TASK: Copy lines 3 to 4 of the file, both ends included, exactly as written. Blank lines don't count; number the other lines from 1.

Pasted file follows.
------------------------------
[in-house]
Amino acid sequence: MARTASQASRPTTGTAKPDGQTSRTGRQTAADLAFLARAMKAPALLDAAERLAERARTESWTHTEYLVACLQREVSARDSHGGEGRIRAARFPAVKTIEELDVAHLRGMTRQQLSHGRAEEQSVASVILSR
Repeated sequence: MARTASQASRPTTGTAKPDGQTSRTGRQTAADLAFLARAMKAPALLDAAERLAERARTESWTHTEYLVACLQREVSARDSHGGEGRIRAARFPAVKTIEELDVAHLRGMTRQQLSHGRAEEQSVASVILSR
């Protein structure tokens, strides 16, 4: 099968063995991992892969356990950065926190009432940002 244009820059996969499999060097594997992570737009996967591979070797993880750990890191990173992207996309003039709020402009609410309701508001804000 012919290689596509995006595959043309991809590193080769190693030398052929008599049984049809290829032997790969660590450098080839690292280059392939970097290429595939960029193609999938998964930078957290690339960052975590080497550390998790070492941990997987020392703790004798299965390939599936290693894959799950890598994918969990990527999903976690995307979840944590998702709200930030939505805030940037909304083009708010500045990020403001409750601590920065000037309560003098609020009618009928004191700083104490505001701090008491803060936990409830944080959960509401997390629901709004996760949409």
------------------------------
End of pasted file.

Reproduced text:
Repeated sequence: MARTASQASRPTTGTAKPDGQTSRTGRQTAADLAFLARAMKAPALLDAAERLAERARTESWTHTEYLVACLQREVSARDSHGGEGRIRAARFPAVKTIEELDVAHLRGMTRQQLSHGRAEEQSVASVILSR
């Protein structure tokens, strides 16, 4: 099968063995991992892969356990950065926190009432940002 244009820059996969499999060097594997992570737009996967591979070797993880750990890191990173992207996309003039709020402009609410309701508001804000 012919290689596509995006595959043309991809590193080769190693030398052929008599049984049809290829032997790969660590450098080839690292280059392939970097290429595939960029193609999938998964930078957290690339960052975590080497550390998790070492941990997987020392703790004798299965390939599936290693894959799950890598994918969990990527999903976690995307979840944590998702709200930030939505805030940037909304083009708010500045990020403001409750601590920065000037309560003098609020009618009928004191700083104490505001701090008491803060936990409830944080959960509401997390629901709004996760949409």